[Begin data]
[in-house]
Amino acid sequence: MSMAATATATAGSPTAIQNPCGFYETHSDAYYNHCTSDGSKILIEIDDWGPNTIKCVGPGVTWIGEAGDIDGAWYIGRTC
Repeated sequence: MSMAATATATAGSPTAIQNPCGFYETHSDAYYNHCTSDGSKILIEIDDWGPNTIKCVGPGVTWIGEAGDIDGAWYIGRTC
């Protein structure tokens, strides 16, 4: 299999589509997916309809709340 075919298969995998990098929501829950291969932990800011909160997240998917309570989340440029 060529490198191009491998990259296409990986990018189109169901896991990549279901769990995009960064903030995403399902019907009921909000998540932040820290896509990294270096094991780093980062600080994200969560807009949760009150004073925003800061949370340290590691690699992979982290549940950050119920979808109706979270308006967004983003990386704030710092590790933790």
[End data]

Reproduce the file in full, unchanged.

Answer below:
[in-house]
Amino acid sequence: MSMAATATATAGSPTAIQNPCGFYETHSDAYYNHCTSDGSKILIEIDDWGPNTIKCVGPGVTWIGEAGDIDGAWYIGRTC
Repeated sequence: MSMAATATATAGSPTAIQNPCGFYETHSDAYYNHCTSDGSKILIEIDDWGPNTIKCVGPGVTWIGEAGDIDGAWYIGRTC
């Protein structure tokens, strides 16, 4: 299999589509997916309809709340 075919298969995998990098929501829950291969932990800011909160997240998917309570989340440029 060529490198191009491998990259296409990986990018189109169901896991990549279901769990995009960064903030995403399902019907009921909000998540932040820290896509990294270096094991780093980062600080994200969560807009949760009150004073925003800061949370340290590691690699992979982290549940950050119920979808109706979270308006967004983003990386704030710092590790933790």